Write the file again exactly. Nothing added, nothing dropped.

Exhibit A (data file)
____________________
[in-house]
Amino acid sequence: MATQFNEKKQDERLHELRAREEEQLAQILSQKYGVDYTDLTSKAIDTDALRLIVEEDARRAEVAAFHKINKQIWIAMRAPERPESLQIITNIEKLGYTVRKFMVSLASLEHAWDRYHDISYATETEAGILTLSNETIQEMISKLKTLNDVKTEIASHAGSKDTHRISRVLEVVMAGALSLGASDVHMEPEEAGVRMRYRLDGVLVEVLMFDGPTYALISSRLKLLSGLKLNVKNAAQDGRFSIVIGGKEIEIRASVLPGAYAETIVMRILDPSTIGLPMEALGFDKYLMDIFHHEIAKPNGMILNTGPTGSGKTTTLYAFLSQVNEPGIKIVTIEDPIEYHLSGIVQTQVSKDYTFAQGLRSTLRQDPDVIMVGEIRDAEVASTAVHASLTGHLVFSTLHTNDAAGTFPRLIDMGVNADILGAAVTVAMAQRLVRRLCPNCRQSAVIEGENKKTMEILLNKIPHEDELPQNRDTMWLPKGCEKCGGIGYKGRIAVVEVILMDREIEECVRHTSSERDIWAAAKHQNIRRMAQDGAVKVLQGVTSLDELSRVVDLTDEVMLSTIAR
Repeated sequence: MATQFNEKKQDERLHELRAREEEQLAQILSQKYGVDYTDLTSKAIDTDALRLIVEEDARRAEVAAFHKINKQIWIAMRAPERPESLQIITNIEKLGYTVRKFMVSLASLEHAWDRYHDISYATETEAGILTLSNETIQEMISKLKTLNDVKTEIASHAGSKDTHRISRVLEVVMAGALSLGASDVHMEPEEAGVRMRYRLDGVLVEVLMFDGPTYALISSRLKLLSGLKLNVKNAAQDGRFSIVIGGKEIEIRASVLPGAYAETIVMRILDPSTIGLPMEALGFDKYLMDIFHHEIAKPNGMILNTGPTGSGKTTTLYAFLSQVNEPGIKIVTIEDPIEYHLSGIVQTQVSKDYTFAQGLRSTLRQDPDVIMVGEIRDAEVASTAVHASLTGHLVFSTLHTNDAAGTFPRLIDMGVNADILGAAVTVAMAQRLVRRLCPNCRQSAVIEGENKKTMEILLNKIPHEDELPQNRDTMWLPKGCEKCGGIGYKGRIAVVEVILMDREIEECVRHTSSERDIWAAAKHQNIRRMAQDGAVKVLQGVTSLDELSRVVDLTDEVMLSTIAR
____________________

[in-house]
Amino acid sequence: MATQFNEKKQDERLHELRAREEEQLAQILSQKYGVDYTDLTSKAIDTDALRLIVEEDARRAEVAAFHKINKQIWIAMRAPERPESLQIITNIEKLGYTVRKFMVSLASLEHAWDRYHDISYATETEAGILTLSNETIQEMISKLKTLNDVKTEIASHAGSKDTHRISRVLEVVMAGALSLGASDVHMEPEEAGVRMRYRLDGVLVEVLMFDGPTYALISSRLKLLSGLKLNVKNAAQDGRFSIVIGGKEIEIRASVLPGAYAETIVMRILDPSTIGLPMEALGFDKYLMDIFHHEIAKPNGMILNTGPTGSGKTTTLYAFLSQVNEPGIKIVTIEDPIEYHLSGIVQTQVSKDYTFAQGLRSTLRQDPDVIMVGEIRDAEVASTAVHASLTGHLVFSTLHTNDAAGTFPRLIDMGVNADILGAAVTVAMAQRLVRRLCPNCRQSAVIEGENKKTMEILLNKIPHEDELPQNRDTMWLPKGCEKCGGIGYKGRIAVVEVILMDREIEECVRHTSSERDIWAAAKHQNIRRMAQDGAVKVLQGVTSLDELSRVVDLTDEVMLSTIAR
Repeated sequence: MATQFNEKKQDERLHELRAREEEQLAQILSQKYGVDYTDLTSKAIDTDALRLIVEEDARRAEVAAFHKINKQIWIAMRAPERPESLQIITNIEKLGYTVRKFMVSLASLEHAWDRYHDISYATETEAGILTLSNETIQEMISKLKTLNDVKTEIASHAGSKDTHRISRVLEVVMAGALSLGASDVHMEPEEAGVRMRYRLDGVLVEVLMFDGPTYALISSRLKLLSGLKLNVKNAAQDGRFSIVIGGKEIEIRASVLPGAYAETIVMRILDPSTIGLPMEALGFDKYLMDIFHHEIAKPNGMILNTGPTGSGKTTTLYAFLSQVNEPGIKIVTIEDPIEYHLSGIVQTQVSKDYTFAQGLRSTLRQDPDVIMVGEIRDAEVASTAVHASLTGHLVFSTLHTNDAAGTFPRLIDMGVNADILGAAVTVAMAQRLVRRLCPNCRQSAVIEGENKKTMEILLNKIPHEDELPQNRDTMWLPKGCEKCGGIGYKGRIAVVEVILMDREIEECVRHTSSERDIWAAAKHQNIRRMAQDGAVKVLQGVTSLDELSRVVDLTDEVMLSTIAR